What’s the Right Path Forward on Net Neutrality?

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Federal Communications Commission Chairman Tom Wheeler, left, testifies on Capitol Hill in Washington, Thursday, Dec. 12, 2013, before the House Energy and Commerce Committee hearing on cell phones on planes. Wheeler is joined at the witness table with FCC Commissioners from second from left, Mignon Clyburn, Jessica Rosenworcel, Ajit Pai, and Michael O'Rielly. (AP Photo/Susan Walsh)
Federal Communications Commission Chairman Tom Wheeler, left, testifies on Capitol Hill in Washington, Dec. 12, 2013. Behind Wheeler are FCC Commissioners (from second from left) Mignon Clyburn, Jessica Rosenworcel, Ajit Pai and Michael O'Rielly. (AP Photo/Susan Walsh)

The recent DC circuit court decision that killed net neutrality put the Federal Communications Commission — and its newly appointed head, Tom Wheeler — in the position of needing to figure out what they can do to maintain their authority to ensure an open Internet. If they don’t, the Web as we know it could dramatically change. Journalists and advocates point to a future in which Internet service providers (ISPs) could give users faster access to some sites and slower access to others. So if, for example, Hulu paid Comcast to allow viewers a faster connection, and competitors such as Netflix did not, Comcast subscribers might decide Netflix, with its slower streaming services, was not worth their money.

In another scenario — one that could create more serious problems for our democracy than slower video streaming — ISPs could grant users faster access to, say, The Wall Street Journal than to The New York Times. They could choose to block other sites altogether. This situation is exacerbated by the fact that, in many parts of the US, ISPs have monopolies. (The map below highlights in green areas where consumers have at least two options for broadband providers. Clearly, consumers in many areas don’t.)

Map of locations with two or more broadband providers. (broadbandmap.gov)

Map of locations with two or more broadband providers. (broadbandmap.gov)

The FCC and President Obama have both indicated that they don’t wish to see such a dystopian vision become reality. “I have been a strong supporter of net neutrality. The new commissioner of the FCC, Tom Wheeler, whom I appointed, I know is a strong supporter of net neutrality,” the president said in a recent video chat.

There are a number of options for how to move forward.

The Washington Post’s Brian Fung reported that Wheeler is leaning towards taking enforcement actions against ISPs that use their monopoly power to actually make the kind of discriminatory decisions outlined above. “We are not reticent to say, ‘Excuse me, that’s anti-competitive. Excuse me, that’s self-dealing. Excuse me, this is consumer abuse,'” Wheeler said. “I’m not smart enough to know what comes next [in innovation]. But I do think we are capable of saying, ‘That’s not right.’ And there’s no hesitation to do that.”

And there’s another, broader option. The DC circuit court supported the idea of net neutrality in principal, but said that the FCC was enforcing it incorrectly. The commission categorizes ISPs as information services, not communications services, and the FCC has a lot more power over the latter. If ISPs were considered communication services, FCC-imposed rules mandating net neutrality would be legal. So, instead of taking action after broadband monopolies do something the FCC finds problematic — as Wheeler proposes — the FCC could prevent those problems from arising in the first place by reclassifying the Internet as a communications service.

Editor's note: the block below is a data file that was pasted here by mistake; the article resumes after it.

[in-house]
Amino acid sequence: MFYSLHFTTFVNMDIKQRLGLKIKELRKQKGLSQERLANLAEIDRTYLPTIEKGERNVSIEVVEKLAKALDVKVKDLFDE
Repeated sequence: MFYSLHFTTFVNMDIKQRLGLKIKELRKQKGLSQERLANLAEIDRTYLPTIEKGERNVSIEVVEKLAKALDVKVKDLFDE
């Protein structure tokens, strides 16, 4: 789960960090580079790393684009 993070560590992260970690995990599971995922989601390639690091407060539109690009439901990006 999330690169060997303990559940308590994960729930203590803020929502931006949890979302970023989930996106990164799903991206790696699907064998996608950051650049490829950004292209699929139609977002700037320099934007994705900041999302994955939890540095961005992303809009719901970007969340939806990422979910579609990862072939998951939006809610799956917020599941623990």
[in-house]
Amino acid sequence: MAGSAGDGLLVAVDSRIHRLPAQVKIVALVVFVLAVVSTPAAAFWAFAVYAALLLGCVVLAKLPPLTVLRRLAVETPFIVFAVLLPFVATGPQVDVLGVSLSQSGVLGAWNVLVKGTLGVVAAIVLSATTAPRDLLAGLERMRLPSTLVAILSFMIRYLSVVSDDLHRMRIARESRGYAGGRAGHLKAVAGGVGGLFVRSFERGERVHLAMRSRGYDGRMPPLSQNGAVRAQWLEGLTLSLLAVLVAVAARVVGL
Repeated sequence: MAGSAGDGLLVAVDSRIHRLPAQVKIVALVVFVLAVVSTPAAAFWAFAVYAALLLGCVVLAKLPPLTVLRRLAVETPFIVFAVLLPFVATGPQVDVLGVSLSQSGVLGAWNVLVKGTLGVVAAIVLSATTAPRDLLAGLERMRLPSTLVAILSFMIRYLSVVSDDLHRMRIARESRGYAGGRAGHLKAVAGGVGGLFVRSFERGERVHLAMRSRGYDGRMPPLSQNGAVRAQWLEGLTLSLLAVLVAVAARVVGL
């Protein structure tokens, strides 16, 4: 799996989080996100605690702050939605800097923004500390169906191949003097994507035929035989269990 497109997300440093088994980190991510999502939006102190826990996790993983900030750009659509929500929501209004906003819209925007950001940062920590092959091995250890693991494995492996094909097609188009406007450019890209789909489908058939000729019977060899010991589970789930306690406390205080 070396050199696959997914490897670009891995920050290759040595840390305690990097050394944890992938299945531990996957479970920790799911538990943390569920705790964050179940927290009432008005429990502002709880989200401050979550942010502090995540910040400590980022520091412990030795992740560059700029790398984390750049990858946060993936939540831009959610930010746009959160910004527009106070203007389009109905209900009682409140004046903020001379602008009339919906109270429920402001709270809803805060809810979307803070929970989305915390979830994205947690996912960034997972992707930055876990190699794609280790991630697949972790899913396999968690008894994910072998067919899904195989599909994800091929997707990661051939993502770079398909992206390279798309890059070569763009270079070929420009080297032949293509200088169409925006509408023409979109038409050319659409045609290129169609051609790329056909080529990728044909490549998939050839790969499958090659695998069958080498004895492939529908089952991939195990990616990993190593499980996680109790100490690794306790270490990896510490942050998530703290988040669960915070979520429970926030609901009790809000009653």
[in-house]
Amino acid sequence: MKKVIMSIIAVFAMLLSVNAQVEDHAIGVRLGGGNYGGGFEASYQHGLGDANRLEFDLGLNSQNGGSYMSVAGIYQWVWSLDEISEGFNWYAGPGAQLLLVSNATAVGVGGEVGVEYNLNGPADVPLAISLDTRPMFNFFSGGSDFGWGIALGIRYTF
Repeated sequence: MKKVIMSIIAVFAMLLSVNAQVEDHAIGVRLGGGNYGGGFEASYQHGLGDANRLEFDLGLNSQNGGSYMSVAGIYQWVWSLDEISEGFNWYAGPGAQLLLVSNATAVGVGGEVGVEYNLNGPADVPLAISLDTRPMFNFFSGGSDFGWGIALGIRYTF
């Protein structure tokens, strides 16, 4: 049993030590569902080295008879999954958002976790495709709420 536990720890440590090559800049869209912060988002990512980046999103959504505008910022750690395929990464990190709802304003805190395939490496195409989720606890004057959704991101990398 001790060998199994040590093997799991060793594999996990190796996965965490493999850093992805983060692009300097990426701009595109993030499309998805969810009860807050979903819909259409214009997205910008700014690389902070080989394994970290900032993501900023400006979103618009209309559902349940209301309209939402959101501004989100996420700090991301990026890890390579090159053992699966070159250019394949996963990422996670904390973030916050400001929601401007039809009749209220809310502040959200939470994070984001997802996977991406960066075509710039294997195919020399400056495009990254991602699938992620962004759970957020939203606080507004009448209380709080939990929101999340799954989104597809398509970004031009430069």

Last week, the nonprofit advocacy group Free Press, in cooperation with 80 other organizations, delivered petitions with more than a million signatures to the FCC, urging reclassification. And yesterday, House and Senate Democrats introduced a bill that would reinstate net neutrality rules as they stood before the DC circuit court decision and keep them in place until the FCC has come up with new rules.

But Republicans have warned that reclassification would create substantial pushback from ISPs and their lobbyists, as well as investors on Wall Street.

In an interview with Bill Moyers last year, Susan Crawford, a law professor and former assistant to the president for science, technology and innovation, said that thinking of ISPs as a communications utility, like a phone company, could have a number of benefits, including making Internet access more democratic.

“They’re in the business right now of finding rich neighborhoods and harvesting, just making more and more money from the same number of people,” she said. “They’re doing really well at that. Comcast is now a $100 billion company. They’re bigger than McDonald’s, they’re bigger than Home Depot. But they’re not providing this deep social need of connection that every other country is taking seriously.”

Watch a clip from the interview:

John Light is a reporter and producer for the Moyers team. His work has appeared at The Atlantic, Grist, Mother Jones, Salon, Slate, Vox and Al Jazeera, and has been broadcast on Public Radio International. He's a graduate of Columbia Graduate School of Journalism. You can follow him on Twitter at @LightTweeting.
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